REVIEW: Down with the Shine by Kate Karyus Quinn

by - 12:15 PM


“We grant wishes. Nobody knows how it started but it’s been going on for generations, at least as far as Pop Pop knew.”

Back of the book blurb:


Lennie always thought her uncles’ “important family legacy” was good old-fashioned bootlegging. Then she takes some of her uncles’ moonshine to Michaela Gordon’s annual house party, and finds out just how wrong she was.
At the party, Lennie has everyone make a wish before drinking the shine—it’s tradition. She toasts to wishes for bat wings, for balls of steel, for the party to go on forever. Lennie even makes a wish of her own: to bring back her best friend, Dylan, who was murdered six months ago.
The next morning gives Lennie a whole new understanding of the phrase be careful what you wish for—or in her case, be careful what wishes you grant. Because all those wishes Lennie raised a jar of shine to last night? They came true. Most of them came out bad. And once granted, a wish can’t be unmade…


A message from the cosmos:




Publication Date: April 26, 2016
Publisher: HarperTeen
Pages: 355
ISBN: 9780062356048

Available for Purchase:

My rating:



I read (Don’t You) Forget About Me by Kate Karyus Quinn when it came out back in 2014 and honestly, that book was so weird and awesome and it really mind-fucked me. I was scared, though, that all of Quinn’s stories were like that because it’s just… intense and while I enjoy getting mind-fucked, sometimes it’s hard to really get into those stories. But, I just knew as soon as I read the premise for Down with the Shine, I had to read it. Also, I have major cover-envy. SO beautiful.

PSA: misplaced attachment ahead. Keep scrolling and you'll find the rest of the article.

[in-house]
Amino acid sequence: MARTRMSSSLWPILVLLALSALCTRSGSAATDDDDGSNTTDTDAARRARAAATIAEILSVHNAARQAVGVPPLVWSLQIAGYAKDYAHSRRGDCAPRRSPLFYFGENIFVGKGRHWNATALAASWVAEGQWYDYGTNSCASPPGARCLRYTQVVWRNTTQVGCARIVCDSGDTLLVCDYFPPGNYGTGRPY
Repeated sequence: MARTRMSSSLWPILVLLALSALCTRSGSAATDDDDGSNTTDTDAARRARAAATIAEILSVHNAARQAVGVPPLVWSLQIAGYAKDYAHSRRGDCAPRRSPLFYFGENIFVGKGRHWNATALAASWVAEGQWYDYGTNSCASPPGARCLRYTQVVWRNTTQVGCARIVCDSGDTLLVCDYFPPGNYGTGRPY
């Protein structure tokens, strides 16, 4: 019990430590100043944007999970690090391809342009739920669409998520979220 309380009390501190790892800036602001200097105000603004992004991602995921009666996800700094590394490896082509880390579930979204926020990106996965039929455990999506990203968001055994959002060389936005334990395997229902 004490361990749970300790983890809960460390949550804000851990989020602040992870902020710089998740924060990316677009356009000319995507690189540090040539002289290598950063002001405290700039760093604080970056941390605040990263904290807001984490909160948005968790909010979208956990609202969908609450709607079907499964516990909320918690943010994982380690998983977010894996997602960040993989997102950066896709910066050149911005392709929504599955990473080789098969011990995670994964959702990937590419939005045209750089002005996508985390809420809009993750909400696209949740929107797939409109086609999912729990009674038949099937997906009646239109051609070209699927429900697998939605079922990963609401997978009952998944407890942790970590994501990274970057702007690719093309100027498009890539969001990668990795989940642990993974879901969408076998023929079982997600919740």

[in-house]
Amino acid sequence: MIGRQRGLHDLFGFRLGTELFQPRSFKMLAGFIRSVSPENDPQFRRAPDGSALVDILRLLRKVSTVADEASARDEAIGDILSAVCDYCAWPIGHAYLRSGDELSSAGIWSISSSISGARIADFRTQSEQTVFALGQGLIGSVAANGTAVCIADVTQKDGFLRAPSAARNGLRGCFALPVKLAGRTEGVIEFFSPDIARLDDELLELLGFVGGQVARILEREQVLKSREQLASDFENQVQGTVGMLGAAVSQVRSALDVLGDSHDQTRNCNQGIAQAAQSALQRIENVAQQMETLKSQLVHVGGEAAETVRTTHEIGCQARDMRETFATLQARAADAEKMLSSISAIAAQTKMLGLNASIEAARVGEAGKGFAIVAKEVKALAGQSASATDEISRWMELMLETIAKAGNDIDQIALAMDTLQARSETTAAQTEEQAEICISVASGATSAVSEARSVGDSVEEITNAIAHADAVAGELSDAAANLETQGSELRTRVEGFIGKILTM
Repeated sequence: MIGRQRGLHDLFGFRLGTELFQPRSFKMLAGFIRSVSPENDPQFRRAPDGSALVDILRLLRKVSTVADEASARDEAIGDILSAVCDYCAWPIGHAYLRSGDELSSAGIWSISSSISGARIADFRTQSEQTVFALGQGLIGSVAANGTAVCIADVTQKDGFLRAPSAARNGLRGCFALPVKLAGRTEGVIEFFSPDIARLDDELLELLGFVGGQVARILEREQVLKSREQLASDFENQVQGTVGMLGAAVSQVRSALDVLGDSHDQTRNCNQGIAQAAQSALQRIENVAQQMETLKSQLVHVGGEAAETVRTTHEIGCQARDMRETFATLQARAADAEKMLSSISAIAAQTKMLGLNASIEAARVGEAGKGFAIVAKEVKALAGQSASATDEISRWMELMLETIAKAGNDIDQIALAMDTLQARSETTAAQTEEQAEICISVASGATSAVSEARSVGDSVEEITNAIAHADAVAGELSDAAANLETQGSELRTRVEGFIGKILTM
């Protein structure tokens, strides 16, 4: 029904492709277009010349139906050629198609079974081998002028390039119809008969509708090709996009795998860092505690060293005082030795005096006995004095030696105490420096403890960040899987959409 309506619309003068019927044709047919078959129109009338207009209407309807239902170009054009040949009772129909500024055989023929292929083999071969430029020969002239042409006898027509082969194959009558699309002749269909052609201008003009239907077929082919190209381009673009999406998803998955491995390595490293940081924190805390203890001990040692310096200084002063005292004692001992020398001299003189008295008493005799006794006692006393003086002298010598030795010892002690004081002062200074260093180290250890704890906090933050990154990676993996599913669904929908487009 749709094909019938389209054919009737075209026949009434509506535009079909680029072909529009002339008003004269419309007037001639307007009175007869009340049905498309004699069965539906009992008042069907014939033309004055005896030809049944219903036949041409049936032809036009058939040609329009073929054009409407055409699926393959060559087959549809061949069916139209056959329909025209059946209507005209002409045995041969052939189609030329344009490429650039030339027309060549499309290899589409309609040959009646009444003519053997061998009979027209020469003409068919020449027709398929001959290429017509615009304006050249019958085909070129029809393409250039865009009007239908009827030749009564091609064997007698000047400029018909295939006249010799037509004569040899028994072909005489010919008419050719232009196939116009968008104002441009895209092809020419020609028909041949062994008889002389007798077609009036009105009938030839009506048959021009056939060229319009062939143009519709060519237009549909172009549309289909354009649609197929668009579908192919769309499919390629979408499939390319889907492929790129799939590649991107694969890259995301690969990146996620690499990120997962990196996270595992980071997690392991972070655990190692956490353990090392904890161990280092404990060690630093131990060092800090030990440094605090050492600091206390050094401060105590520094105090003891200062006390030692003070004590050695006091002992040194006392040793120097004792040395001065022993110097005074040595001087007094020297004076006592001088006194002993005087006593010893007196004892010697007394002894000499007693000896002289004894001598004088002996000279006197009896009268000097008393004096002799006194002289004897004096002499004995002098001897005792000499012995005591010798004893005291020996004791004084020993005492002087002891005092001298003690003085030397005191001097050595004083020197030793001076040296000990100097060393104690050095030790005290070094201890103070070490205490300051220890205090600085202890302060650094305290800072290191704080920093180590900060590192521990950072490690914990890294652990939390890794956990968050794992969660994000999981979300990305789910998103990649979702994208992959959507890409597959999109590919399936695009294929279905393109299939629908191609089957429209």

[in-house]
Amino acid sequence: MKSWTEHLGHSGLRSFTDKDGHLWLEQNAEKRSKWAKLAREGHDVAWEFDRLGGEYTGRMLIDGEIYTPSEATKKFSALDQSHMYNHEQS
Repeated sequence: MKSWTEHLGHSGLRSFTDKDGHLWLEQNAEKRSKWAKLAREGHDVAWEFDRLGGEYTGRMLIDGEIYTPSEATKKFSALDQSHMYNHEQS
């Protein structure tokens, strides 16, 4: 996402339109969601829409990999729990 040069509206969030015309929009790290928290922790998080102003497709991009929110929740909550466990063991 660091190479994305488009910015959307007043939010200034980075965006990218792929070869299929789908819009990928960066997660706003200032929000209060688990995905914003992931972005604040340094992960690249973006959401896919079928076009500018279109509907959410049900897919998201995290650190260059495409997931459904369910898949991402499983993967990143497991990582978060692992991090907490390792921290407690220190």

“’Cause that’s how I find out that my battered old suitcase, patched up with duct tape and kept closed only with the help of an older leather belt, now holds the butchered remains of my best friend.”

            The novel starts out with a bang, obviously, if the quote above tells you anything. (This happens in the first seven pages, so I’m not really spoiling anything.) I’m honestly in love with the entire concept of this novel—Quinn’s spin on “be careful what you wish for.” And you should be careful because you could literally ruin everyone’s life. There’s something so atmospheric and wonderful and whimsical about Quinn’s writing. It’s honestly such a journey every chapter. And while this novel has some pretty dark moments, Quinn effortlessly weaves humor into her complicated and extremely fascinating story.

“Then, as we peel ourselves off the ground, they go running in ten different directions, which is pretty impressive, ‘cause my uncles only have five dogs.”

            Most of the humor came from our protagonist, Lennie Cash, daughter of a famous criminal. Lennie was an amazing protagonist. She was sad, complicated, sarcastic, and confused about what she wanted. And these are all traits that she learned to deal with and overcome by the end of the novel. I loved taking this journey with her. I always love characters who aren’t used to standing up for themselves or being the ones in control finally learn how to take control. It’s always exciting and so extremely rewarding.

“I shove the jar at him. ‘To going to hell hand in hand!’”